China's Economic Stabilization and Reconstruction

China's Economic Stabilization and Reconstruction

China's Economic Stabilization and Reconstruction

China's Economic Stabilization and Reconstruction

Excerpt

As a contribution to the research program and conference documentation of the Institute of Pacific Relations, the writer has been asked to write a book on the general subject of economic reconstruction in China. It happens that the writer has compiled a report for the Research Department of the Central Bank of China on more or less the same subject, which is therefore drawn upon to a large extent in writing the present volume. The manuscript was intended to be ready in March 1947, but current developments in China and suggestions from various friends have necessitated many additions to and revisions of the original draft, with the result that it was not completed earlier. As the question of economic stabilization is closely connected with that of economic reconstruction, much emphasis is laid upon the former and many chapters are devoted to its discussion. Consequently the title of the book has also been changed to its present one.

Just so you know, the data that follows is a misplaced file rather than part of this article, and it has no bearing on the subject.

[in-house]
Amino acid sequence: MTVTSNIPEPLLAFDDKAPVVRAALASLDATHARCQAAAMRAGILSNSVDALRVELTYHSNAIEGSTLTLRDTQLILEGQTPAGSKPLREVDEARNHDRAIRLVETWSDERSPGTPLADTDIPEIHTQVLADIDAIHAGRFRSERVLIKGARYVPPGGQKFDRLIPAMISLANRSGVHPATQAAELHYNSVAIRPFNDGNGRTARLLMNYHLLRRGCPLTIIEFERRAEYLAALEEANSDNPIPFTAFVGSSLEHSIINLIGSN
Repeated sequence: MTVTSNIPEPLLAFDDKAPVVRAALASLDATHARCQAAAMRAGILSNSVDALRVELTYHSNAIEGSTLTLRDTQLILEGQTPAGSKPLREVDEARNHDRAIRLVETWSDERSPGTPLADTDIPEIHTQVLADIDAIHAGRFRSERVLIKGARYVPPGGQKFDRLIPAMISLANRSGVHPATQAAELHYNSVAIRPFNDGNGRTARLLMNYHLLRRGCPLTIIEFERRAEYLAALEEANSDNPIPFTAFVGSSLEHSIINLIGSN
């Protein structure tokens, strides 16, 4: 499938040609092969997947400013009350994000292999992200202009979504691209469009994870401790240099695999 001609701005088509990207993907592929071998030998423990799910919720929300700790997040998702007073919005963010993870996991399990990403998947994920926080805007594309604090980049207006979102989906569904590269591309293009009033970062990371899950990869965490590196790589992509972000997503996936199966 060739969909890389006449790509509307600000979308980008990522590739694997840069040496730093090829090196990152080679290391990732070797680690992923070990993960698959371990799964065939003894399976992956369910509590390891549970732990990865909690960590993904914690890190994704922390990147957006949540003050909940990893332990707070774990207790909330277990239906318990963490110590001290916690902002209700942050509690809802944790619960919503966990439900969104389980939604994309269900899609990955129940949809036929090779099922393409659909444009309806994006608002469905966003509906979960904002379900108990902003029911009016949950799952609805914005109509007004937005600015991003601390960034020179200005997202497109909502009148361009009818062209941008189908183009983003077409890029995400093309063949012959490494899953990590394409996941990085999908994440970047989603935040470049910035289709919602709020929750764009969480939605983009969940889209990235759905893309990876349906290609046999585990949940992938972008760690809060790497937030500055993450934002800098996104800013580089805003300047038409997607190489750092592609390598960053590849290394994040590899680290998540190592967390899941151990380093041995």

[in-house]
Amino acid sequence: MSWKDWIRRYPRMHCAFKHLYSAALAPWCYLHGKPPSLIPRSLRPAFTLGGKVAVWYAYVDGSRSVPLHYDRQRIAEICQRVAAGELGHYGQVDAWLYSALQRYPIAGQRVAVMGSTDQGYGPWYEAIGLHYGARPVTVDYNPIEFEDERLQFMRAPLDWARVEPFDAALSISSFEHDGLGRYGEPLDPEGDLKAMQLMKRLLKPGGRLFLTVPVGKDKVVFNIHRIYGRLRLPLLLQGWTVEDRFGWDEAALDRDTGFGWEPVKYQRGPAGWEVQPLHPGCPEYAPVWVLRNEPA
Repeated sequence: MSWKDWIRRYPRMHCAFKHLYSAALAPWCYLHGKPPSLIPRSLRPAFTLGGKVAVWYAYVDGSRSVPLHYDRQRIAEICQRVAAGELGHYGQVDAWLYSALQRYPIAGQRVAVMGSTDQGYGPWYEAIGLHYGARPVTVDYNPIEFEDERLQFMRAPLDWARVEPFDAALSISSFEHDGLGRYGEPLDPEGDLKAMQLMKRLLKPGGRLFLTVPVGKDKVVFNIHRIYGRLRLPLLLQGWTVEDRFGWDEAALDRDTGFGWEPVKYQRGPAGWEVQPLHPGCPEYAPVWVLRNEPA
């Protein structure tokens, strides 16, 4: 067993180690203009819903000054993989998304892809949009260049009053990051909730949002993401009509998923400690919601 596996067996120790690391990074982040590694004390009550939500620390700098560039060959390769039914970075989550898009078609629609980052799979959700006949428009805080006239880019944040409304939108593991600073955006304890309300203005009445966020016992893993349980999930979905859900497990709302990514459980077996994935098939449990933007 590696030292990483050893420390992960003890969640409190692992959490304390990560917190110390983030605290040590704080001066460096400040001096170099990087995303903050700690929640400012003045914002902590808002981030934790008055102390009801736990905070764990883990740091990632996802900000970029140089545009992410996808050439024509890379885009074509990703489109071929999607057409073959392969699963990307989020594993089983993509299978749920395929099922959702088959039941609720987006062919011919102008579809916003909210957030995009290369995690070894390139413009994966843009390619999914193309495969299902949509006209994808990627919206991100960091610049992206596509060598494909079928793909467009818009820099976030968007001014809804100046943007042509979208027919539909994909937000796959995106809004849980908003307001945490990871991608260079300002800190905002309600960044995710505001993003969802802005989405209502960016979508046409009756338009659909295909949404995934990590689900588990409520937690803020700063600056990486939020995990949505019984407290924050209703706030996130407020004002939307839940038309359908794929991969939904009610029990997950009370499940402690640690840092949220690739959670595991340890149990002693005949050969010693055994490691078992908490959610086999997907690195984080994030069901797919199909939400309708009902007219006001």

This volume was at first intended to be a purely factual study, but, at the suggestion of some members of the Institute of Pacific Relations, some subjective treatment has been included. It provides a perspective to the problems considered, and shows how they are approached from a Chinese viewpoint. As the writer was in the interior of China throughout the war, and had the opportunity of tackling many of the problems at first hand, this experience has been drawn upon in discussing the topics concerned. At the same time, the opinions of other Chinese, as expressed in newspaper and magazine articles, or at academic discussion groups, have been taken into account, whenever possible or necessary. Little originality is, however, claimed for the treatment, and much less profundity.

Although the writer has been connected with various government offices, the present volume is written from an academic point of view, and does not reflect the views or policies of these offices. Thousands of years of tradition have given academic people in China a certain privileged status, on account of which they may, in spite of their official positions, voice their opinions freely. Besides, the writer is not a member of any political party, and his views are therefore non-partisan.

As to the sources of information which have been drawn upon, it . . .

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